Based on the 2009 investigative book by BBC correspondent Martin Sixsmith, The Lost Child of Philomena Lee, the film focuses on the efforts of Philomena Lee (Dench), mother to a boy conceived out-of-wedlock – something her Irish-Catholic community didn’t have the highest opinion of – and given away for adoption in the United States. In following church doctrine, she was forced to sign a contract that wouldn’t allow for any sort of inquiry into the son’s whereabouts.
Philomena – Judi Dench Brings Tears To Your Eyes
Right the start of the film you just know that this is going to be one of those emotional dramas that will have you welling up towards the end of the film and it proves you right by having that effect on you.
The match up of Judi Dench (Philomena Lee) and Steve Coogan (Martin Sixsmith) did seem a little strange at first, with me being used to seeing Dench as ‘M’ in the recent outings of the Bond franchise and Coogan in his comedic roles such as Alpha Papa, but surprisingly the two work well together.
As the film moves along at its steady pace you are given the story of how Philomena met a young man and fell pregnant and was condemned by the Catholic Church for her behaviour, only to lose her child when the nuns adopt him out to a new family.
50 years on she is still searching for her son and getting nowhere, the nuns claim they have no information on his where he is, so teaming up with ex BBC man Martin Sixsmith then venutre to find out the truth and her son.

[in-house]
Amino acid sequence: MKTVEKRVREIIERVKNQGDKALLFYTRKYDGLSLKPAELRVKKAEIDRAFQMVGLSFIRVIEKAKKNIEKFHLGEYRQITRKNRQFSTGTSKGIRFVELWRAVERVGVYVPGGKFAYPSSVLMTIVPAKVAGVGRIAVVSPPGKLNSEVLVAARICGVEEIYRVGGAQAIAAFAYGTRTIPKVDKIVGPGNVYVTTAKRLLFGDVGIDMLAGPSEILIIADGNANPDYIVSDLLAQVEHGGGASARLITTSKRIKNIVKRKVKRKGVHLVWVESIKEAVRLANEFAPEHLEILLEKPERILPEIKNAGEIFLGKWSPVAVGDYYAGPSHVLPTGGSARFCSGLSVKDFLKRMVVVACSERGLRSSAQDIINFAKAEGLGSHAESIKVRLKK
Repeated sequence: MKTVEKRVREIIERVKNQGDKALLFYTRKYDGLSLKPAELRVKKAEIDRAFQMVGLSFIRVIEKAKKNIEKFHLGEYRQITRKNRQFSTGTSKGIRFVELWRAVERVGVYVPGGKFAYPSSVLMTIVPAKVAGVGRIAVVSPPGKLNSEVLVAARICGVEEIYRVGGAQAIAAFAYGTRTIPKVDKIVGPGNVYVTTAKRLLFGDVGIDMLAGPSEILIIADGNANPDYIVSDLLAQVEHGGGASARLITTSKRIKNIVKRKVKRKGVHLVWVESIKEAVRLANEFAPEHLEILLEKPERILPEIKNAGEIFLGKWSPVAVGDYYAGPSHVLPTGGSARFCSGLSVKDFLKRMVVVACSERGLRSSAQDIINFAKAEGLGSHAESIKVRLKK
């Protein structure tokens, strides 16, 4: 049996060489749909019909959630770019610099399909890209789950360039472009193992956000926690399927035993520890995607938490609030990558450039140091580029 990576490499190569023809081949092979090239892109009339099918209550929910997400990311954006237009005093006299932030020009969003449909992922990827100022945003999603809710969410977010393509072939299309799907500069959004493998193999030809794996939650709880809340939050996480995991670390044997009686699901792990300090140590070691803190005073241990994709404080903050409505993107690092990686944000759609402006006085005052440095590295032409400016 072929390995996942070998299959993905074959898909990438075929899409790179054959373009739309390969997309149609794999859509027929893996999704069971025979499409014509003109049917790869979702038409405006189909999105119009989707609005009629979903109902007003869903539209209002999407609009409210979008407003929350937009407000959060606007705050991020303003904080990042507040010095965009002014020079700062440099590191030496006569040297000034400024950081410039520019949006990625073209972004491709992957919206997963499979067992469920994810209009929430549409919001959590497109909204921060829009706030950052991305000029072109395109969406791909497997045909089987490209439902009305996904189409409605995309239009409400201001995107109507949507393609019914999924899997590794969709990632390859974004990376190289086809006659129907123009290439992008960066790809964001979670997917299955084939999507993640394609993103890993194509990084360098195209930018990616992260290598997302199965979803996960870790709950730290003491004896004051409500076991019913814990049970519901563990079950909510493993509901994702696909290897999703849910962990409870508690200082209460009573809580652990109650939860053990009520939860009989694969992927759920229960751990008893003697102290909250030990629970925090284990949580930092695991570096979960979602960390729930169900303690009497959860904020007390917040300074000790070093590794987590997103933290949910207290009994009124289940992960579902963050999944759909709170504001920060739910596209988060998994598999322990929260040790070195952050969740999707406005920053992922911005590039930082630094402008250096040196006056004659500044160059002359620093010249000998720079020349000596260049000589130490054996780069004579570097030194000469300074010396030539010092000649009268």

Using flashbacks through the film to give emotional content to the audience works very well and you feel for the pain that Philomena must have gone through, Judi Dench is superb as Philomena Lee and only goes to show that she is a very capable actress from TV sitcoms, action movies and emotional drams.
There are those moments of comedy put in to break the ice and these usually come from Dench, look out for a scene with her telling Coogan about a book she is reading while they are moving through the airport.
It is a lovely change to see a drama such as Philomena on the big screen and giving that it is based on a true story, brings it to your heart a lot more. Dench and Coogan are superb as Philomena and Sixsmith.
Not so much a film for younger audiences, it will appeal to the mature cinema visitors, but then again, it does have a wonderful story, if not a little sad. Certainly worth a viewing, but do take some tissues with you for the emotional content of the film.